If you study graphics technology, you'll realize that WPF isn't all that remarkable - it's an implementation of some very well-established concepts on modern hardware and modern Windows. To illustrate, an old book here on my shelf printed in 1991, "Computer Graphics, Principles and Practice" contains a lot of the ideas WPF is built on.
Probably the most fundamental difference of WPF to GDI (the predecessor Windows graphics system) is that WPF is a retained-mode graphics system, whereas GDI was non retained-mode. This means that in WPF, there is a visual tree, and data structure, which represents the visual scene to be viewed, gets clipped and rasterized on a regular basis, and that data-structure always remains in memory, managed by WPF itself.
Once this is understood, that the heart of WPF is a tree structure representing the scene, one finds that the rest is built on principles of handling the specifics of rasterizing the visual tree on top of a mature 3D display system (DirectX). The layering on of threading (
DispatchObject), data binding mechanism (
DependencyObject), and UI idioms of layout, input, focus, eventing (
UIElement), and styling (
FrameworkElement) are all natural progressions of ideas in Win32 or other UI constructions. To give an example of the latter: even though nothing like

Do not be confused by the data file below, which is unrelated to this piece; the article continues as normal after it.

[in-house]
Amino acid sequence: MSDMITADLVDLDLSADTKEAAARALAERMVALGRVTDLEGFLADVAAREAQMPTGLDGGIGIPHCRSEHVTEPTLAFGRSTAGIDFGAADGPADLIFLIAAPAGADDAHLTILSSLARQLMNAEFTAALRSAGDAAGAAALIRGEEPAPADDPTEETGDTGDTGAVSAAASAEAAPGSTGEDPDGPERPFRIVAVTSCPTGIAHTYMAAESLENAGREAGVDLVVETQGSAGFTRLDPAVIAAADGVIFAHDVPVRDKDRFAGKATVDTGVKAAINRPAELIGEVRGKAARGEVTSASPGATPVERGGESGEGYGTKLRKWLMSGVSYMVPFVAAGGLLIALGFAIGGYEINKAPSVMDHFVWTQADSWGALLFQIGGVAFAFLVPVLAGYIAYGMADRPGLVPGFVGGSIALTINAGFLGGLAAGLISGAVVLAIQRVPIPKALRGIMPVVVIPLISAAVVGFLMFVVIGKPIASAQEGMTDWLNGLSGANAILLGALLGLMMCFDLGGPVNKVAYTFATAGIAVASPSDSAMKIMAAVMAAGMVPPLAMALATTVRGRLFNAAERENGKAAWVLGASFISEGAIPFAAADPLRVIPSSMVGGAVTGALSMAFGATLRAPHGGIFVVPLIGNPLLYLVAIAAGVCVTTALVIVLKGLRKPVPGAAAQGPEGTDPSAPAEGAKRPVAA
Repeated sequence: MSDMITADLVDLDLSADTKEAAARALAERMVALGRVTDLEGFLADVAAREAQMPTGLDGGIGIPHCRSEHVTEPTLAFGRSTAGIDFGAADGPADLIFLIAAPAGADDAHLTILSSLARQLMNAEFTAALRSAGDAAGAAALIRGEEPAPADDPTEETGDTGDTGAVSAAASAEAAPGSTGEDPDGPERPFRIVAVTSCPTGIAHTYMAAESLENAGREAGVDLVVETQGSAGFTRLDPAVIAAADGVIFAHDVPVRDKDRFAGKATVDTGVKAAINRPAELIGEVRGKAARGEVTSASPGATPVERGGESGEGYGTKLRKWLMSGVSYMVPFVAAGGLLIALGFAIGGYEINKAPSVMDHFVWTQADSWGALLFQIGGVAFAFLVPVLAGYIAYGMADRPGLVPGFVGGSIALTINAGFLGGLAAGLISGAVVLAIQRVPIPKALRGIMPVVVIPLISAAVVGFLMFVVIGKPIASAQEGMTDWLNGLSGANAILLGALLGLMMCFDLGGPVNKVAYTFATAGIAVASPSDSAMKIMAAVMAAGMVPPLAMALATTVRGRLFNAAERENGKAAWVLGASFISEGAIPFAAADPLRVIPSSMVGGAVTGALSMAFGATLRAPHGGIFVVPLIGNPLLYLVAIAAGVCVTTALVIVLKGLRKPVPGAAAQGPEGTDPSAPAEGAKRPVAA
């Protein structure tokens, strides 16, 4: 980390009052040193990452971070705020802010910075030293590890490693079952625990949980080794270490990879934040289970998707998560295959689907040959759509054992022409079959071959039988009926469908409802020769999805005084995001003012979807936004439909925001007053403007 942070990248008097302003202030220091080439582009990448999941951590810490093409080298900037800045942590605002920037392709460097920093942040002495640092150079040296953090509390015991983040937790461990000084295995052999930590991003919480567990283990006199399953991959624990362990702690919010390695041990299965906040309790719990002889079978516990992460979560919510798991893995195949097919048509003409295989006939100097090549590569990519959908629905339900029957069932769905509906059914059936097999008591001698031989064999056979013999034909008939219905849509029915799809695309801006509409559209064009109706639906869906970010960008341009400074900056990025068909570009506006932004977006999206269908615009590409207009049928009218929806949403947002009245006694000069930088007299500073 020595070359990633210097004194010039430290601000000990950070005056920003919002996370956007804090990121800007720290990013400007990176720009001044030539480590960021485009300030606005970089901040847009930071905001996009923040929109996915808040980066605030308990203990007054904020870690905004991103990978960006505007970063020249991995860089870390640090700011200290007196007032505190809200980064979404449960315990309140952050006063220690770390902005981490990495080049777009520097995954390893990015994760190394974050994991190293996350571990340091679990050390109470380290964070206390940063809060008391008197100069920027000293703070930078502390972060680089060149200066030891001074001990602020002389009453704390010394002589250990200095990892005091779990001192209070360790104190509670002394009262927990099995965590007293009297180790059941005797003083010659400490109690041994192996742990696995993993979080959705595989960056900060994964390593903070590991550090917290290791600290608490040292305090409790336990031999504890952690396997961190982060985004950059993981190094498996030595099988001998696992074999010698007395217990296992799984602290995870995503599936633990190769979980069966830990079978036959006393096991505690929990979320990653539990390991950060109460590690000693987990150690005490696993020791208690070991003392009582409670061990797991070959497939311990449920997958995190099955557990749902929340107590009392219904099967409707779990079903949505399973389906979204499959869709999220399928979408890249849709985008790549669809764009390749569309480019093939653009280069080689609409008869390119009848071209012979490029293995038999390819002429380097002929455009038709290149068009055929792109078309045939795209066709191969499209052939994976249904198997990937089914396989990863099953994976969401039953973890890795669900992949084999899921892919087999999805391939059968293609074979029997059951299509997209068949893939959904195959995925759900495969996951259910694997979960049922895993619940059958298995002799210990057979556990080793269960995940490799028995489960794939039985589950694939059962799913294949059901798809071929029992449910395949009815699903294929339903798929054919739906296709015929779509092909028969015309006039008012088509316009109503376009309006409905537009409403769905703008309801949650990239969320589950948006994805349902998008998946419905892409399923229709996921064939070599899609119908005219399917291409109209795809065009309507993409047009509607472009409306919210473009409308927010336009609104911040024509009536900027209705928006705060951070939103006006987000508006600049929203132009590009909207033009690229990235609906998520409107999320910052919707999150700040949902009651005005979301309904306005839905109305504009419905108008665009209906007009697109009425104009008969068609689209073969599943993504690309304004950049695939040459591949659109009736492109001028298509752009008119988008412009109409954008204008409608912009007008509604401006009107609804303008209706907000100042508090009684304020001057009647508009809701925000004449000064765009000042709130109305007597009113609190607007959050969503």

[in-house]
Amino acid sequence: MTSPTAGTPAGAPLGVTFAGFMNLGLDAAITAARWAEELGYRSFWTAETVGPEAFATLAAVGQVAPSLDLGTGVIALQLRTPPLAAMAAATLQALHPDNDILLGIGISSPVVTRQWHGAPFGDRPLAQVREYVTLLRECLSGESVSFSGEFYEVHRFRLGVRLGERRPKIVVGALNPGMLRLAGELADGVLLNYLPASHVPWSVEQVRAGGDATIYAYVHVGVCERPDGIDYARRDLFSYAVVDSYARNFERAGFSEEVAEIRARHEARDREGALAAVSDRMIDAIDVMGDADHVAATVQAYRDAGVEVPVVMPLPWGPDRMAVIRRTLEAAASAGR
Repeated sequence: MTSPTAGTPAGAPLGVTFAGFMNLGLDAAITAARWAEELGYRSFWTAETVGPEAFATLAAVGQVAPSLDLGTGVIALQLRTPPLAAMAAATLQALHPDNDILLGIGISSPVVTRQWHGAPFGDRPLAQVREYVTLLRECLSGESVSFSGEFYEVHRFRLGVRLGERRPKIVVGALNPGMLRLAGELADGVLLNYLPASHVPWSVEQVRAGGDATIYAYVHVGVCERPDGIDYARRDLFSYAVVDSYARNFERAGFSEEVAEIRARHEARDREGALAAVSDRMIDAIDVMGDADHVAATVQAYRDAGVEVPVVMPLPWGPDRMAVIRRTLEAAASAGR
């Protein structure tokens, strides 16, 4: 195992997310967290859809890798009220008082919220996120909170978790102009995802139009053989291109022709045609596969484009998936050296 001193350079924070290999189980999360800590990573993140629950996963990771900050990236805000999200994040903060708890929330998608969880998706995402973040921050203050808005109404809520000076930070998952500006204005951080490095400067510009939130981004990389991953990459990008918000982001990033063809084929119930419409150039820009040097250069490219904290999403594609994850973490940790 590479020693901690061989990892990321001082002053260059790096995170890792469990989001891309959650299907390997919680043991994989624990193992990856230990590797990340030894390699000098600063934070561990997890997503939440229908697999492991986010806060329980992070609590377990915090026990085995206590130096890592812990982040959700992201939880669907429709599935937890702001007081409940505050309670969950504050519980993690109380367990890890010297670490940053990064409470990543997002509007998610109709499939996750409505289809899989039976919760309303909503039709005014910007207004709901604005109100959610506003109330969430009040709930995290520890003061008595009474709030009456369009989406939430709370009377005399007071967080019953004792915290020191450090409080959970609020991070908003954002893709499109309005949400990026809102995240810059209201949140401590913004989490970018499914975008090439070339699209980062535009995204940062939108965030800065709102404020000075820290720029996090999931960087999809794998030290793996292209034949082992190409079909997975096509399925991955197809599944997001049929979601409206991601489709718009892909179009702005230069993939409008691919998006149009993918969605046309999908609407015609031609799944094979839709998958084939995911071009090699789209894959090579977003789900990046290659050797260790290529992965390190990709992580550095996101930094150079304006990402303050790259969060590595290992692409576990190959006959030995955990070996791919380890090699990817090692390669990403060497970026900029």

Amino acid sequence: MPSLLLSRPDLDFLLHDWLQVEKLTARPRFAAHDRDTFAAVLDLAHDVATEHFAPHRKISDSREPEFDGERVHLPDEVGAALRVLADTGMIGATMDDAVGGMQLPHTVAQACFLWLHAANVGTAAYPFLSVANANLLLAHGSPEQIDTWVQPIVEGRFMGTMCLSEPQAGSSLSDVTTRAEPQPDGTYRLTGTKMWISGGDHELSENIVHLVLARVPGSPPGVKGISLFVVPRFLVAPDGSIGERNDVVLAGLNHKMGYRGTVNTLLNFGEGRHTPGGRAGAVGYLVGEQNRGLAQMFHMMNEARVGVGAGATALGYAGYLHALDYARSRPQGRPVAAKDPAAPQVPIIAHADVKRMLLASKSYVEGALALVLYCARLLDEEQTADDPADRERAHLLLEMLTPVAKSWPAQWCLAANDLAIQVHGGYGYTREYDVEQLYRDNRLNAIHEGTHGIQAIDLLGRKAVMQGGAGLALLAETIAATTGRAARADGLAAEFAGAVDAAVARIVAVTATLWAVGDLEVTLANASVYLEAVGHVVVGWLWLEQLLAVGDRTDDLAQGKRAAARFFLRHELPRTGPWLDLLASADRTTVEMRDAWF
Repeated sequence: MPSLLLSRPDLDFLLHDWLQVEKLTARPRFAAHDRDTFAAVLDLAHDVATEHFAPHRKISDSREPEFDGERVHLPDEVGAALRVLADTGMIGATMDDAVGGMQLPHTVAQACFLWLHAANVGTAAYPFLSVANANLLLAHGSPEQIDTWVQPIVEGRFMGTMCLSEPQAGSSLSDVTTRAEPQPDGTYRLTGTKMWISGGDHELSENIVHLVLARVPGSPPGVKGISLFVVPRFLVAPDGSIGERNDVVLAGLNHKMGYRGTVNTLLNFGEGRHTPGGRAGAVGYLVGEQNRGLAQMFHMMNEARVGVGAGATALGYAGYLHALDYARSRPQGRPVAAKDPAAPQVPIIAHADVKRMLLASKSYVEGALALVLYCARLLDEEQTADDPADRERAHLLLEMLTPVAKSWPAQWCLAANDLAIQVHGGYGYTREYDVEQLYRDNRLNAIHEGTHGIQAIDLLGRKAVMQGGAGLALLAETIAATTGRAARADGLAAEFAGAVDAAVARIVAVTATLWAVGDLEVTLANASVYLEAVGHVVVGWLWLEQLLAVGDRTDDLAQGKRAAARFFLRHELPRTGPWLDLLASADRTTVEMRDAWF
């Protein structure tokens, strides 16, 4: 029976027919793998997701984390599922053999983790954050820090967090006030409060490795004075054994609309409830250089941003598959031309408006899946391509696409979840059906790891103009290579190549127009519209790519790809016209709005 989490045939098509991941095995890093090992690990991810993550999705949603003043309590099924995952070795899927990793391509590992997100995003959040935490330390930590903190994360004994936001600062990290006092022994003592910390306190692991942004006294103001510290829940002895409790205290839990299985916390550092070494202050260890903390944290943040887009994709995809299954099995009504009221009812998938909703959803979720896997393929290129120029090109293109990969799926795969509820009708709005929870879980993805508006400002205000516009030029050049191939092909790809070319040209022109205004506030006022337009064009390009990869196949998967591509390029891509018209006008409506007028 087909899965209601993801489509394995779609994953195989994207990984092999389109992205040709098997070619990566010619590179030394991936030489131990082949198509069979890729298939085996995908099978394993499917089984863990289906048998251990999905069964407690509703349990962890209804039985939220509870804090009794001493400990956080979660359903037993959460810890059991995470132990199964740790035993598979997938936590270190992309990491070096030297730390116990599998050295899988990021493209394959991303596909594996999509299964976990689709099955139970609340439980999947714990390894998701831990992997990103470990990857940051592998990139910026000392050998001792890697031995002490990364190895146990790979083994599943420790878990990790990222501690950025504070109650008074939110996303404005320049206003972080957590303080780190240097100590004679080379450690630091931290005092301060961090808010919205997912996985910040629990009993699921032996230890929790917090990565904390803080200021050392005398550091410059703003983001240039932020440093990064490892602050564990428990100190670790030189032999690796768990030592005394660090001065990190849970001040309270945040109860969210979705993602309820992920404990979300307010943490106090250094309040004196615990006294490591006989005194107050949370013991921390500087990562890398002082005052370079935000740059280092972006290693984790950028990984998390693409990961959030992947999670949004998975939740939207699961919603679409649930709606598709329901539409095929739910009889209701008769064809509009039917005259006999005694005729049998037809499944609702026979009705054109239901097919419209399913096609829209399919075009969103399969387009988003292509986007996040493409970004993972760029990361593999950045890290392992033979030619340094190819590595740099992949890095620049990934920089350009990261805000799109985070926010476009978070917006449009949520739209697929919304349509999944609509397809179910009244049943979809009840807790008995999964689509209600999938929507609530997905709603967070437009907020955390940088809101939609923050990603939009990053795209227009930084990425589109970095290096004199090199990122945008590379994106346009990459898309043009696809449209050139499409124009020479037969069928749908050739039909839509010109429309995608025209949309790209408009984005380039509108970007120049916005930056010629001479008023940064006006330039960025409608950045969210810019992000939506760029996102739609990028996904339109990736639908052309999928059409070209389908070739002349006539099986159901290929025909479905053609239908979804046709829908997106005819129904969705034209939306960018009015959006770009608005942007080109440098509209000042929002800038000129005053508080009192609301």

DependencyObject ever existed in Win32, a popular 3D tool (Maya), which represents a 3D scene as a Directed Acyclic Graph has a similar subsystem, where nodes have properties, and when properties are updated, values are pushed via node connections across the graph, and all nodes which are interested in that property are notified of the new value. From this it can be seen that once you have a central data structure (tree or graph), layering on new capabilites is a straightfoward software engineering problem.
Having stated all this, WPF should be recognized for what it is: a mature fruit which embodies decades of research, trial and error in building a user interface and graphics technology, and a solid basis for building rich client applications well into the future.